Shasta Lake, the state’s largest reservoir, was 81 percent full Wednesday afternoon, but that’s 12 percent above normal for this time of year. The bureau said it needs to release more water to meet flood-space requirements.

Folsom Dam was also releasing water at 25,000 cubic feet per second Wednesday.

Valley temperatures: not too hot, not too cold

While the valley has certainly been wet, it hasn’t been particularly cold, said Powell, with temperatures remaining around average for rainy days.

High temperatures of about 60 degrees for Thursday and Friday, which Powell said will probably be pretty dry, are just a few degrees below the average of 64-65. The coming rain on Saturday and Sunday will bring temperatures back down into the 50s, which is the average for rainy winter days in Sacramento.

Low temperatures will hover around the mid-40s, a little warmer than average thanks to cloud cover. If weather was clear, Powell said, low temperatures could drop into the 30s.

‘We’re buried’: Heavy snow stalls freeway, trains

Travel to the Sierra is still heavily discouraged, with conditions making travel difficult. For those currently stuck in the Sierra, Powell said Friday may be the best bet to head home, with a pretty clear forecast – that is, if the road is open.

Heavy snow closed Interstate 80 for part of Tuesday and all of Wednesday, with no estimated time of reopening as of Wednesday afternoon, according to Peter Mann, public information officer for the California Highway Patrol Truckee.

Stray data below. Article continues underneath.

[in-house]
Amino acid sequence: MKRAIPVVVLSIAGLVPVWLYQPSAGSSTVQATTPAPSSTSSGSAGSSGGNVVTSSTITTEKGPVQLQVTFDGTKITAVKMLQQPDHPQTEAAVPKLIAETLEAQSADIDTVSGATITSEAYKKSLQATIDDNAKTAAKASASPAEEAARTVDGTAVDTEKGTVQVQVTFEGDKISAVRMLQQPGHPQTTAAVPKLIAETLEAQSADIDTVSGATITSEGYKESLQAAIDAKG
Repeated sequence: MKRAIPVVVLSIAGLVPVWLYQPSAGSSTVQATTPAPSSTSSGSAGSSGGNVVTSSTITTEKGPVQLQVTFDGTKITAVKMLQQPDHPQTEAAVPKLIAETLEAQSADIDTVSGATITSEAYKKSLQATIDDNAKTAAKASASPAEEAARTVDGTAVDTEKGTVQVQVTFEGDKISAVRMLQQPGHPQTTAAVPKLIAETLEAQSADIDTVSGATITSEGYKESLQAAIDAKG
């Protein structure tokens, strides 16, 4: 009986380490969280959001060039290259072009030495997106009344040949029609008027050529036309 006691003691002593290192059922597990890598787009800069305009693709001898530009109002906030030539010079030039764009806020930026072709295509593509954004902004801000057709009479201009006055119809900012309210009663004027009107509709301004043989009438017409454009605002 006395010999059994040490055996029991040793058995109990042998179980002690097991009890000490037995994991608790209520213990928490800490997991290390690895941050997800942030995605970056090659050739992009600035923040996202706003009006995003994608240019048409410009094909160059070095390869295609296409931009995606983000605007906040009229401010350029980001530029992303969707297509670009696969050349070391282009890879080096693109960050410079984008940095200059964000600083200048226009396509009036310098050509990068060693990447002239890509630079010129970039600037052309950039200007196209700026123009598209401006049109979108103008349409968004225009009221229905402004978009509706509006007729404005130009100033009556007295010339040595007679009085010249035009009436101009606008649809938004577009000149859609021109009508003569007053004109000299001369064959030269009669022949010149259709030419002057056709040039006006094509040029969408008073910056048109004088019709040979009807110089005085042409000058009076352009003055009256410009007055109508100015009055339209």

Highway 50 was open with no controls Wednesday, Mann said, so access to and from Tahoe was possible. For those trying to get to Tahoe City or areas near I-80, travelers can go around the east shore of the lake, which is open. Part of Highway 89 along the western shore, near Emerald Bay, is closed to traffic.

Mann said that the CHP and Caltrans are working on clean up along I-80, and are hoping to reopen late Wednesday or Thursday, but the amount of snow that is being moved is immense, and snow that’s being moved off I-80 is “avalanching” back on to the roadway.

“We’re buried,” Mann said.

A woman in South Lake Tahoe was literally buried in snow, and was rescued after a snow plow bumped her car, according to the Associated Press. Authorities believe she was living in the car, which had a dead battery when the woman was found.

She said she had been in the car for about five hours and “seemed unconcerned about what could have happened had the snowplow not hit her car,” the AP reported. She declined medical attention and left, and the vehicle was towed.

A plow train, which Mann said was trying to clear tracks that have “stalled trains all over the area,” derailed in Soda Springs. Mann said rotary plows are being called in to finish moving the snow so trains can get moving again.

Train tracks blocked by an avalanche and fallen boulders between Truckee and Colfax stopped Amtrak’s California Zephyr route Tuesday, according to previous reporting by The Bee. Trains stopped in Reno and Roseville and turned back, heading to Chicago and Emeryville, respectively. Travelers dropped off in Reno were provided hotel accommodations and a bus charter to finish their journey, and travelers on the train that stopped in Roseville were taken back to Emeryville, where they departed.

The Bee’s Michael McGough and Dale Kasler contributed to this report.
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Hannah Darden covers breaking news and feature stories for The Bee and is a political science and journalism student at Sacramento State. A Sacramento native, she previously worked as editor in chief of her community college newspaper, the American River Current.